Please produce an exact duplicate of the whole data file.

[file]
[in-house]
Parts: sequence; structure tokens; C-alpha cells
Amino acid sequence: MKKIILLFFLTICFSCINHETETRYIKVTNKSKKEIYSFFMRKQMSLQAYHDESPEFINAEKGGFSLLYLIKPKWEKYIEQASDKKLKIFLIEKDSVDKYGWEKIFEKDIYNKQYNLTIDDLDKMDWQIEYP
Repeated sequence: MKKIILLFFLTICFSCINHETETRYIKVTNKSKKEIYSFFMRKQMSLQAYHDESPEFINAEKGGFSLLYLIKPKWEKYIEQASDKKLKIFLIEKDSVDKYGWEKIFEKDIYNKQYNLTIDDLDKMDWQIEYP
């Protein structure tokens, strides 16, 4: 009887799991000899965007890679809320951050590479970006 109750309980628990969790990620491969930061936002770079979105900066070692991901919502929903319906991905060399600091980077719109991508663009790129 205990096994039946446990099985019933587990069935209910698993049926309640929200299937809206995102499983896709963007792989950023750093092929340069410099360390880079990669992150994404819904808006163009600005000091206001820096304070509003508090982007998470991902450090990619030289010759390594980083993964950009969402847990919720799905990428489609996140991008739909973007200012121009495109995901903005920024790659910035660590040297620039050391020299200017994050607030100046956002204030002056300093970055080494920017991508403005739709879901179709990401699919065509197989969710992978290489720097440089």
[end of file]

[in-house]
Parts: sequence; structure tokens; C-alpha cells
Amino acid sequence: MKKIILLFFLTICFSCINHETETRYIKVTNKSKKEIYSFFMRKQMSLQAYHDESPEFINAEKGGFSLLYLIKPKWEKYIEQASDKKLKIFLIEKDSVDKYGWEKIFEKDIYNKQYNLTIDDLDKMDWQIEYP
Repeated sequence: MKKIILLFFLTICFSCINHETETRYIKVTNKSKKEIYSFFMRKQMSLQAYHDESPEFINAEKGGFSLLYLIKPKWEKYIEQASDKKLKIFLIEKDSVDKYGWEKIFEKDIYNKQYNLTIDDLDKMDWQIEYP
């Protein structure tokens, strides 16, 4: 009887799991000899965007890679809320951050590479970006 109750309980628990969790990620491969930061936002770079979105900066070692991901919502929903319906991905060399600091980077719109991508663009790129 205990096994039946446990099985019933587990069935209910698993049926309640929200299937809206995102499983896709963007792989950023750093092929340069410099360390880079990669992150994404819904808006163009600005000091206001820096304070509003508090982007998470991902450090990619030289010759390594980083993964950009969402847990919720799905990428489609996140991008739909973007200012121009495109995901903005920024790659910035660590040297620039050391020299200017994050607030100046956002204030002056300093970055080494920017991508403005739709879901179709990401699919065509197989969710992978290489720097440089």